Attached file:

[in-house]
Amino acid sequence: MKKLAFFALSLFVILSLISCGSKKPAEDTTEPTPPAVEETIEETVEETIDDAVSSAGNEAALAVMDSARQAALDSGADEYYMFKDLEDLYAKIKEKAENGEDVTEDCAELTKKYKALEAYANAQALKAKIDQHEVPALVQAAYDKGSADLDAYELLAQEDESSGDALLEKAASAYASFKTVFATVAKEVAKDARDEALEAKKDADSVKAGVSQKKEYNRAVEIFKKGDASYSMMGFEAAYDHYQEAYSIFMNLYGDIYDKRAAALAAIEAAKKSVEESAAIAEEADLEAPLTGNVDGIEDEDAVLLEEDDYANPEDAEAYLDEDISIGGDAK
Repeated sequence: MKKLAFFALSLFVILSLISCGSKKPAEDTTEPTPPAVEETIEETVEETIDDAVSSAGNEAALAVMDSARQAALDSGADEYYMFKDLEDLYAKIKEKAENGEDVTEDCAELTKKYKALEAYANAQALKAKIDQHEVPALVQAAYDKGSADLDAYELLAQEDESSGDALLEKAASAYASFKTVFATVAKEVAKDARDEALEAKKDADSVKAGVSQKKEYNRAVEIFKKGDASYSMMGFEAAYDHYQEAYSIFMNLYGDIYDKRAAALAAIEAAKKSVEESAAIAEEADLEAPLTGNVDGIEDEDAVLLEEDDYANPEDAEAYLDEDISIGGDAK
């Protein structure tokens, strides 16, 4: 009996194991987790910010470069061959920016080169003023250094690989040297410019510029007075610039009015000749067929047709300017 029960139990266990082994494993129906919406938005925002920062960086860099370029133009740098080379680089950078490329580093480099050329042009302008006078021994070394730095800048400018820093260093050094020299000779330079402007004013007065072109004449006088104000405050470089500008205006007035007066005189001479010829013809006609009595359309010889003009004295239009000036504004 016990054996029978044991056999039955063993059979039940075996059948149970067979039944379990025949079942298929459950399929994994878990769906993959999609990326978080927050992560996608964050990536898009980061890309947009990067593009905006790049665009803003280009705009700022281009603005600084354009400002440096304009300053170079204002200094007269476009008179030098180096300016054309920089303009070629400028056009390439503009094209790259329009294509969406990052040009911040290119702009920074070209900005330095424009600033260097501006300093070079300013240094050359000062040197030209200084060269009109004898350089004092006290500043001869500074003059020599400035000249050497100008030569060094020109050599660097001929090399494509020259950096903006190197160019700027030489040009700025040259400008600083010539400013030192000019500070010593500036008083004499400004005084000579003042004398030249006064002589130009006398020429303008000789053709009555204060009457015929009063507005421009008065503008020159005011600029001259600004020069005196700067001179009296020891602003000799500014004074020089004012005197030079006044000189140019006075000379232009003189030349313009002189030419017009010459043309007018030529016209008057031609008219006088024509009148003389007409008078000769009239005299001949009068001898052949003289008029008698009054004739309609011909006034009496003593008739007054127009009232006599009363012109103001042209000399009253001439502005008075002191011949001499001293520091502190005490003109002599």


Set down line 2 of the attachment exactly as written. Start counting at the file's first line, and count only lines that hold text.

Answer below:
Amino acid sequence: MKKLAFFALSLFVILSLISCGSKKPAEDTTEPTPPAVEETIEETVEETIDDAVSSAGNEAALAVMDSARQAALDSGADEYYMFKDLEDLYAKIKEKAENGEDVTEDCAELTKKYKALEAYANAQALKAKIDQHEVPALVQAAYDKGSADLDAYELLAQEDESSGDALLEKAASAYASFKTVFATVAKEVAKDARDEALEAKKDADSVKAGVSQKKEYNRAVEIFKKGDASYSMMGFEAAYDHYQEAYSIFMNLYGDIYDKRAAALAAIEAAKKSVEESAAIAEEADLEAPLTGNVDGIEDEDAVLLEEDDYANPEDAEAYLDEDISIGGDAK